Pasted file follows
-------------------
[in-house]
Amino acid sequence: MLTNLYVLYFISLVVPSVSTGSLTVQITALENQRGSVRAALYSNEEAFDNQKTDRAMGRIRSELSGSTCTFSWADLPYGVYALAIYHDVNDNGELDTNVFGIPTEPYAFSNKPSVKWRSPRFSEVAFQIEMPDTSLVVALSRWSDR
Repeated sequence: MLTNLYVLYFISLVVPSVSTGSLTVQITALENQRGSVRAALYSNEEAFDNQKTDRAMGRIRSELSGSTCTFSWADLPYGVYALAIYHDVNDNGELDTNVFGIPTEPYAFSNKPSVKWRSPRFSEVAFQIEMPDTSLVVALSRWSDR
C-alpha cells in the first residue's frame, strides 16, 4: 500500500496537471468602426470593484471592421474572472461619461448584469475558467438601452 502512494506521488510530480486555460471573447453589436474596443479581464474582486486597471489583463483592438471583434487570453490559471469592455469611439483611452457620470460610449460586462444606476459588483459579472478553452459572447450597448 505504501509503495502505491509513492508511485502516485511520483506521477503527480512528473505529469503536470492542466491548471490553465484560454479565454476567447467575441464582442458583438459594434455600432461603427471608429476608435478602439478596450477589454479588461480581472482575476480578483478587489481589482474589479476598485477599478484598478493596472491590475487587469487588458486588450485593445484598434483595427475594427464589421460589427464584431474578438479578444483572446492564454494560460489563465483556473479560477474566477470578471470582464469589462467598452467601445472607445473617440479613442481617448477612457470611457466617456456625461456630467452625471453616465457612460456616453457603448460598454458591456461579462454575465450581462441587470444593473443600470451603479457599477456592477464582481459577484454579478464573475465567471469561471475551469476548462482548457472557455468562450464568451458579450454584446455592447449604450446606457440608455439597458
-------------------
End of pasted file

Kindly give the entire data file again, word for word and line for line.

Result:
[in-house]
Amino acid sequence: MLTNLYVLYFISLVVPSVSTGSLTVQITALENQRGSVRAALYSNEEAFDNQKTDRAMGRIRSELSGSTCTFSWADLPYGVYALAIYHDVNDNGELDTNVFGIPTEPYAFSNKPSVKWRSPRFSEVAFQIEMPDTSLVVALSRWSDR
Repeated sequence: MLTNLYVLYFISLVVPSVSTGSLTVQITALENQRGSVRAALYSNEEAFDNQKTDRAMGRIRSELSGSTCTFSWADLPYGVYALAIYHDVNDNGELDTNVFGIPTEPYAFSNKPSVKWRSPRFSEVAFQIEMPDTSLVVALSRWSDR
C-alpha cells in the first residue's frame, strides 16, 4: 500500500496537471468602426470593484471592421474572472461619461448584469475558467438601452 502512494506521488510530480486555460471573447453589436474596443479581464474582486486597471489583463483592438471583434487570453490559471469592455469611439483611452457620470460610449460586462444606476459588483459579472478553452459572447450597448 505504501509503495502505491509513492508511485502516485511520483506521477503527480512528473505529469503536470492542466491548471490553465484560454479565454476567447467575441464582442458583438459594434455600432461603427471608429476608435478602439478596450477589454479588461480581472482575476480578483478587489481589482474589479476598485477599478484598478493596472491590475487587469487588458486588450485593445484598434483595427475594427464589421460589427464584431474578438479578444483572446492564454494560460489563465483556473479560477474566477470578471470582464469589462467598452467601445472607445473617440479613442481617448477612457470611457466617456456625461456630467452625471453616465457612460456616453457603448460598454458591456461579462454575465450581462441587470444593473443600470451603479457599477456592477464582481459577484454579478464573475465567471469561471475551469476548462482548457472557455468562450464568451458579450454584446455592447449604450446606457440608455439597458